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Alums Melissa Raman Molitor and Angela Lyonsmith Provide Free Arts Resources to Evanston Families

Melissa Raman Molitor (MA 1999), adjunct associate professor of Art Therapy, and Angela Lyonsmith (MA 2001), former 12-year adjunct assistant professor of Art Therapy, are banding together to bring the arts to Evanston households this summer. Raman Molitor and Lyonsmith are co-directors of Kids Create Change, an organization with a mission to engage young people in arts-based community development and promote social-emotional development, socio-cultural awareness, and collective social action. In response to the COVID-19 pandemic, the pair launched a new initiative to ensure Evanston’s kids and families have access to the arts—completely free-of-charge.

The Access Art Initiative provides free, weekly online arts engagement activities and creates opportunities for residents from economically diverse backgrounds to participate in the arts while sheltering-in-place. Kids Create Change also provides resources and support for children and families around the increase in demonstrations, protests, and acts of outrage against racism.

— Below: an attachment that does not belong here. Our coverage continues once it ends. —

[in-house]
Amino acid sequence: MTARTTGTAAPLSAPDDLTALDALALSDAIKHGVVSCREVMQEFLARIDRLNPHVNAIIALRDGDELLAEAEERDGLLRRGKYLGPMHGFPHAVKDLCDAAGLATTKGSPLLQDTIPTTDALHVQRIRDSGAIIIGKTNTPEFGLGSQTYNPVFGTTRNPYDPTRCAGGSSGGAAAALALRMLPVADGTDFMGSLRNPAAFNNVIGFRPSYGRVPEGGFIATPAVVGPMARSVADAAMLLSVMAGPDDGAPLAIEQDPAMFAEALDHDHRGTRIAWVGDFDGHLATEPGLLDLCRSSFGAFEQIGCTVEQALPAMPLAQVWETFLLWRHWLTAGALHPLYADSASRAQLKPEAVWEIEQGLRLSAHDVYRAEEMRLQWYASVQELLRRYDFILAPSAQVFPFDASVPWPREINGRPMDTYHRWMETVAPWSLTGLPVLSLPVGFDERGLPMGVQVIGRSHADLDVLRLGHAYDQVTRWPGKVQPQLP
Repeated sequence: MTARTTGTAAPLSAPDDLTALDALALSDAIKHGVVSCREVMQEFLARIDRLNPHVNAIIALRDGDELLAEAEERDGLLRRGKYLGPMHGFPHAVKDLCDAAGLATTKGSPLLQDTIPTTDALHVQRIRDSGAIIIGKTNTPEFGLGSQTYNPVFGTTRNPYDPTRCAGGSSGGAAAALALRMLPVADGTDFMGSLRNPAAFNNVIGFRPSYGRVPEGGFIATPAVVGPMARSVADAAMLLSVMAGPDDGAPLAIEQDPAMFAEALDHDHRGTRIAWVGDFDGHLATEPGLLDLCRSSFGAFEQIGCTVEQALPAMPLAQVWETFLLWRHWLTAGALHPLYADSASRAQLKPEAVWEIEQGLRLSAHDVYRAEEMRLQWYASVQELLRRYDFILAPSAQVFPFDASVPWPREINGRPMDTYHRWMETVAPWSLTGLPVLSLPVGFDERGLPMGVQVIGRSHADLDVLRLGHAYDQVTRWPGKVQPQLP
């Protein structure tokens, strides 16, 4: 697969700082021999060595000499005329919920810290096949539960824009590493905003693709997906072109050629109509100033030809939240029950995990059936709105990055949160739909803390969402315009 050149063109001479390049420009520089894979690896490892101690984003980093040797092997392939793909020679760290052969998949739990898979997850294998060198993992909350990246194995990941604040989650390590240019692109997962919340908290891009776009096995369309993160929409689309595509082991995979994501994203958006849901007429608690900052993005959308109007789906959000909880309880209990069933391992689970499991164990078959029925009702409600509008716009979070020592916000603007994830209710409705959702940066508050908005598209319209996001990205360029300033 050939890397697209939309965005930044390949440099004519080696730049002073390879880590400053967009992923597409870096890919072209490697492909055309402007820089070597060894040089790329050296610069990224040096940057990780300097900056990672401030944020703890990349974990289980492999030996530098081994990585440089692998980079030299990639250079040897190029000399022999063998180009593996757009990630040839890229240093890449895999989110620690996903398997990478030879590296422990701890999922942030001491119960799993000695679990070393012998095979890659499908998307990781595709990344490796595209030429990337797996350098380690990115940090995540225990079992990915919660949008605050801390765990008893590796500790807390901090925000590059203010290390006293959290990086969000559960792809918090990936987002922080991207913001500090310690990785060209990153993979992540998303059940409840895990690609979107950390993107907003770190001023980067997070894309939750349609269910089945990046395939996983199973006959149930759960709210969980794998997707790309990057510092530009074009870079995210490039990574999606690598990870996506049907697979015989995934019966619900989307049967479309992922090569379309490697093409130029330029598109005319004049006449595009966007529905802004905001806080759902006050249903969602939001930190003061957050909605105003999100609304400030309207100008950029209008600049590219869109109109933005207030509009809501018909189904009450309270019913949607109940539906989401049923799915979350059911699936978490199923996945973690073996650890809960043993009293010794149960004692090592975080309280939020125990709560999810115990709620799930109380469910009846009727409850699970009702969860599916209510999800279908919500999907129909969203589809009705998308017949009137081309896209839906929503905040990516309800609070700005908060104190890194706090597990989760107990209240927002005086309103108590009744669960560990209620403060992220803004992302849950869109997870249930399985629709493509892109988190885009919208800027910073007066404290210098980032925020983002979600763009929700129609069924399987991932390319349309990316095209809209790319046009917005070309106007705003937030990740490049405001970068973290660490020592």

“It is vital that young people have access to art engagement right now," explains Raman Molitor. "Art offers them an avenue for processing the stories they’re hearing, and the images they’re witnessing on the news. It also provides a way for them to engage in learning and conversations around race, racism, and equity.”

The virtual resource offers ideas and inspiration for artmaking at home, including projects which use recycled materials, everyday household materials, and materials found in nature; however, because many children do not have adequate access to art supplies, Raman Molitor and Lyonsmith are also working with community partners to provide families-in-need with free art kits. This summer, their goal is to provide more than 1,500 free art kits, sustain ongoing resources throughout the year, and establish an annual spring/summer art kit distribution.

As of June 24, they have provided nearly 900 kits to the Evanston community and have raised $3,206 in support of the Access Art Initiative.